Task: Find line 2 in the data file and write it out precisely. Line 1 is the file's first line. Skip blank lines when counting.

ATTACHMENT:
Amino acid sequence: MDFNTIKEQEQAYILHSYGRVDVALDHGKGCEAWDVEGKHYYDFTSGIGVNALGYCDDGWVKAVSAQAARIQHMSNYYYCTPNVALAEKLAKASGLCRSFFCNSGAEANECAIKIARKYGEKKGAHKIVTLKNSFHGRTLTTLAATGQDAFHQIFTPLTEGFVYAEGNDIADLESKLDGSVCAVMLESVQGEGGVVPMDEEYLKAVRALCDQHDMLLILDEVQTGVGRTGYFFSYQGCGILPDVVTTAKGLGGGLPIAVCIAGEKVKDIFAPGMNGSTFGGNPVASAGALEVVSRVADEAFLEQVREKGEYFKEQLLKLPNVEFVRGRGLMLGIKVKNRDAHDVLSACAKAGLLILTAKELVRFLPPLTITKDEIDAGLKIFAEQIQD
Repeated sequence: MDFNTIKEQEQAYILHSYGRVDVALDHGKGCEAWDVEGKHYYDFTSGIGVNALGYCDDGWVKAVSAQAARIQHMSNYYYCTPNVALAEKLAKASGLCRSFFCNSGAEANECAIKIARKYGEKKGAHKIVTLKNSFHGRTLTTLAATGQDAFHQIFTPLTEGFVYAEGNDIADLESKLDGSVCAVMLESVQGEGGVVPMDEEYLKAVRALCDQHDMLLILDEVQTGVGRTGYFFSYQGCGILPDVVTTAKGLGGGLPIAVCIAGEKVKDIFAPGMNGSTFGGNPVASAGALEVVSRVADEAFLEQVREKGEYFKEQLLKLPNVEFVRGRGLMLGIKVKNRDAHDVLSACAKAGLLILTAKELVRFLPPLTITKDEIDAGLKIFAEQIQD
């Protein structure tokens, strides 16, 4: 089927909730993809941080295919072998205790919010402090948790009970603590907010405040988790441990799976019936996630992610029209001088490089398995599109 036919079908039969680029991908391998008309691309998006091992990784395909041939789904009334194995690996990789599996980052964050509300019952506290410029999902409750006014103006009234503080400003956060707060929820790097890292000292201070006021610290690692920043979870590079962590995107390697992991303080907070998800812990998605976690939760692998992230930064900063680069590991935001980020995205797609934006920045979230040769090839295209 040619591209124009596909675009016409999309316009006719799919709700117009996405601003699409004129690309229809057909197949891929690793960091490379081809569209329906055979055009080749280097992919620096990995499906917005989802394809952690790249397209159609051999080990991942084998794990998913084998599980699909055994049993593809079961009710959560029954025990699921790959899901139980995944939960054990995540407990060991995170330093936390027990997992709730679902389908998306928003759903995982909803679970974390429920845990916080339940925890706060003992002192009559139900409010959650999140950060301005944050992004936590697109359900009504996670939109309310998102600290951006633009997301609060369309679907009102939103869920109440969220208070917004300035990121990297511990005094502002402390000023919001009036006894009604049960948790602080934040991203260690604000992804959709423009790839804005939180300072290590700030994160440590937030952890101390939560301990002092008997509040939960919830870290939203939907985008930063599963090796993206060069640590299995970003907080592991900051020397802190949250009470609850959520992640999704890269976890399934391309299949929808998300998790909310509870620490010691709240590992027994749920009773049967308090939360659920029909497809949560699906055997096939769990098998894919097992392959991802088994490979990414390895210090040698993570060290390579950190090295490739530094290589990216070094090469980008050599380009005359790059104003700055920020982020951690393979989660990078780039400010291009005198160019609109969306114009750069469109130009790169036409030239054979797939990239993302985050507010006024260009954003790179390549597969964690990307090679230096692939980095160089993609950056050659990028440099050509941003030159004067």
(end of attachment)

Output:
Repeated sequence: MDFNTIKEQEQAYILHSYGRVDVALDHGKGCEAWDVEGKHYYDFTSGIGVNALGYCDDGWVKAVSAQAARIQHMSNYYYCTPNVALAEKLAKASGLCRSFFCNSGAEANECAIKIARKYGEKKGAHKIVTLKNSFHGRTLTTLAATGQDAFHQIFTPLTEGFVYAEGNDIADLESKLDGSVCAVMLESVQGEGGVVPMDEEYLKAVRALCDQHDMLLILDEVQTGVGRTGYFFSYQGCGILPDVVTTAKGLGGGLPIAVCIAGEKVKDIFAPGMNGSTFGGNPVASAGALEVVSRVADEAFLEQVREKGEYFKEQLLKLPNVEFVRGRGLMLGIKVKNRDAHDVLSACAKAGLLILTAKELVRFLPPLTITKDEIDAGLKIFAEQIQD